Another way of understanding this spectral shift is the following.

- Multiplication between two signals in time domain is their convolution in frequency domain.
- Moreover, convolution of a baseband signal with an impulse is the signal itself at the location of that impulse.
- The spectral impulse of that complex sinusoid is at $k=-16$.

Combining these results, we can see that the shifted spectrum is just the same as before but centered at $k=-16$ instead of $k=0$.

## Translation by Quarter of the Sample Rate $-F_S/4$

Many modern digital communication systems utilize a quarter sample rate translation strategy for efficient downconversion of a wireless signal (owing to a special relationship chosen between Intermediate Frequency (IF) and sample rate). As before, we will discuss the sampled sinusoid first (at frequency $-F_S/4$, not $+F_S/4$) and then examine the impact of its multiplication on the resulting spectrum.

### The Sampled Sinusoid

Here, the sampled sinusoid is given by

\[

e^{j \omega_0 t}\Big|_{F_0=\frac{-F_S}{4},~t=nT_S} \qquad \longrightarrow \qquad e^{j2\pi\frac{-F_S}{4} nT_S} = e^{-j\pi n/2}

\]

From Euler’s identity $e^{j\theta}=\cos \theta +j\;\sin\theta$, we can write

\[

e^{-j\pi n/2}=\underbrace{\cos (-\pi n/2)}_{+1,0,-1,0,\cdots} + j\;\underbrace{\sin (-\pi n/2)}_{0,-1,0,+1,\cdots}

\]

The real and imaginary parts of this signal are the cosine and sine, respectively. These are drawn in the figure below where alternating series are clearly visible. The dotted green line are their underlying continuous-time versions. The quarter sample-rate frequency is confirmed by the fact that one full period is spanned by only four samples.

\[

T_0 = 4T_S \qquad \longrightarrow \qquad F_0= \frac{1}{4T_S}=\frac{F_S}{4}

\]

Let us examine the magnitude spectrum for $N=32$ shown below. Since the actual frequency is a quarter of the sample rate (with negative sign), the discrete frequency is $-1/4$ and hence the DFT bin index $k=-8$ in a total of $N=32$ spectral samples.

Finally, the phase spectrum depicts a zero phase for this sinusoid while all zero phases for the remaining values.

### The Product Signal

Let us observe the spectrum of a signal $y[n]$ that is a product between the input signal $x[n]$ and the above complex sinusoid.

\[

y[n]=x[n]\cdot e^{-j\pi n/2}

\]

From the nature of $e^{-j\pi n/2}$ described above,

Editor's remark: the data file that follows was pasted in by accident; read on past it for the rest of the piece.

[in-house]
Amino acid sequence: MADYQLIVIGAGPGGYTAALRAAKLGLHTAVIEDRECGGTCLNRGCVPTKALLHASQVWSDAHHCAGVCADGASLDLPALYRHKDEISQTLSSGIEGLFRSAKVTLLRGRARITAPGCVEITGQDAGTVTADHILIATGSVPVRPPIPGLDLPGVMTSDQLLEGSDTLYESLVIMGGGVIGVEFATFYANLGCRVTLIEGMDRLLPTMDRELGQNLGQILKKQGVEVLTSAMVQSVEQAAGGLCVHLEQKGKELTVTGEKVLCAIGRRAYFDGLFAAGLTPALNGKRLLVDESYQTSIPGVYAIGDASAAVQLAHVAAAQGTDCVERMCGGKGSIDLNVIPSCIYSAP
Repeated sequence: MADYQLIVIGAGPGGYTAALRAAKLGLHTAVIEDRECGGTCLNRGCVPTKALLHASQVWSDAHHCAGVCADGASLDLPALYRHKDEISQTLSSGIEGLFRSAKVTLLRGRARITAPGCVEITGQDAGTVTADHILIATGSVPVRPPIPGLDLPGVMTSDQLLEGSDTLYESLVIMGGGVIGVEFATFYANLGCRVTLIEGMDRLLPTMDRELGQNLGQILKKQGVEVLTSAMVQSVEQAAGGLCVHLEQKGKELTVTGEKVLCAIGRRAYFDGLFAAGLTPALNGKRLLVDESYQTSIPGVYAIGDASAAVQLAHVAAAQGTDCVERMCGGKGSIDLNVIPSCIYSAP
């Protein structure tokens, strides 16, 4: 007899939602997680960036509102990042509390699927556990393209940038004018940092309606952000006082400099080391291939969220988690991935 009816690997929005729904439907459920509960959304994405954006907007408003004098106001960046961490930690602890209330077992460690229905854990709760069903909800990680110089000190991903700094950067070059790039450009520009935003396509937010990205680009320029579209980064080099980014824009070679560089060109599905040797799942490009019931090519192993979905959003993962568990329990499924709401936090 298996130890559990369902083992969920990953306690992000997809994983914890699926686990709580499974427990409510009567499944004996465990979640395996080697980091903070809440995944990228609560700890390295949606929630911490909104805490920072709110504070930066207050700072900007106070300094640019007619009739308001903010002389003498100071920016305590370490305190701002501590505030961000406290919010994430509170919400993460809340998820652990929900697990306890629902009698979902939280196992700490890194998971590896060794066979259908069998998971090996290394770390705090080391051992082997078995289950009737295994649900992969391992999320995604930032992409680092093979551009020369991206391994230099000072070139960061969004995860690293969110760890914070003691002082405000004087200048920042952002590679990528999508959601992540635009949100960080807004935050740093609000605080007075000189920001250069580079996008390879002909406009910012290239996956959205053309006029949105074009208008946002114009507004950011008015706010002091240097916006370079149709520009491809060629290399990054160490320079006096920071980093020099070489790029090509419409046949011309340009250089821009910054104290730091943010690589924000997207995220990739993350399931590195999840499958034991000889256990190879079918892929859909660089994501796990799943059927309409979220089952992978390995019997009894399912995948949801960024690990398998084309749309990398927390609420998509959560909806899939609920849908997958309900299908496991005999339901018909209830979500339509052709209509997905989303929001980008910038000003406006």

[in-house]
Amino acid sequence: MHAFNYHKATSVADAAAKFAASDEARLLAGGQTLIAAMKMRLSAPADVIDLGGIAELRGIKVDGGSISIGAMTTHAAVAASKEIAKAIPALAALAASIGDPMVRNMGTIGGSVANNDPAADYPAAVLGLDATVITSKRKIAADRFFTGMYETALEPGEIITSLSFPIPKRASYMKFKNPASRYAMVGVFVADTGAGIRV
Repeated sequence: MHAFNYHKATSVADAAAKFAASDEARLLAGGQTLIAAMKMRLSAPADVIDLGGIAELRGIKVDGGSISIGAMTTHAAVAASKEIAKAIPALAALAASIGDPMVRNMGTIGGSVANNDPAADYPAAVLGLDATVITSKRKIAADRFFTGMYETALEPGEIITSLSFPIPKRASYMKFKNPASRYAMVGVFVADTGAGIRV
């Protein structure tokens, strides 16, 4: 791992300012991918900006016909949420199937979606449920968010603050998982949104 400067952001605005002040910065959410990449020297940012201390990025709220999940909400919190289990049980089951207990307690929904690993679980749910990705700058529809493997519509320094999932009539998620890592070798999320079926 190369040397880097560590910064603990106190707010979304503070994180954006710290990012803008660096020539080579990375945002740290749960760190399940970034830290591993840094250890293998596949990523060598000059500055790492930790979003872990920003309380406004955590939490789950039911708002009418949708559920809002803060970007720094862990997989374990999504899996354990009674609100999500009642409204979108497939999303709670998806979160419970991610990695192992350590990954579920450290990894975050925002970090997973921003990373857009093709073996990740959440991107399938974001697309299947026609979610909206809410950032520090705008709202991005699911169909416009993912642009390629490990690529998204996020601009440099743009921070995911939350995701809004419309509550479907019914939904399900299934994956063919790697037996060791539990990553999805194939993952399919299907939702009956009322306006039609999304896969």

\[

e^{-j\pi n/2} = \{+1,~0,~-1,~0,\cdots\} + j\{0,~-1,~0,~+1,\cdots\}

\]

Again, we can see that a complex multiplication is not needed anymore. The whole signal spectrum can be shifted to a quarter of the sample rate through mere signal routing. This spectrum is drawn in the figure below.

- The spectrum centered at bin $k=+11$ can be seen shifted at bin $k=-8+11=+3$.
- The spectrum centered at bin $k=-11$ can be seen shifted at bin $k=-8-11=-19$ that is $k=+13$ after a mod-32 operation.

From a frequency domain viewpoint, the shifted spectrum is just the same as before but centered at $k=-8$ instead of $k=0$.

### Implementation

How can you implement the above frequency translations in hardware such as a DSP or FPGA? In case of $F_S/2$ shift, we only need to invert the signs of odd-indexed samples. In the current scenario of $F_S/4$, we need to inspect the real and imaginary parts (or IQ samples) of the product signal.

\[

\begin{align*}

x[n]\cdot e^{-j\pi n/2} &= (x_I + jx_Q)\{\cos (\pi n/2)-j\sin (\pi n/2)\} \\

\\

&= x_I \underbrace{\cos(\pi n/2)}_{+1,~0,~-1,~0,~\cdots}+ x_Q\underbrace{\sin (\pi n/2)}_{0,~+1,~0,~-1,~\cdots} + j \Big\{x_Q \underbrace{\cos (\pi n/2)}_{+1,~0,~-1,~0,~\cdots} – x_I \underbrace{\sin (\pi n/2)}_{0,~+1,~0,~-1,~\cdots}\Big\}

\end{align*}

\]

From here, observe that for the output signal,

- even-indexed samples of $x_I$ and odd-indexed samples of $x_Q$ form the inphase part, and
- even-indexed samples of $x_Q$ and odd-indexed samples of $x_I$ form the quadrature part.

## Conclusion

In summary, just by inverting the signs of even and/or odd-indexed samples of $x[n]$, we have managed to move its spectrum from baseband to 1/4 or 1/2 of the sample rate. This demonstrates the unconventional power of DSP.

If you are interested in application of DSP algorithms in communication system design, you can see my book on software defined radios.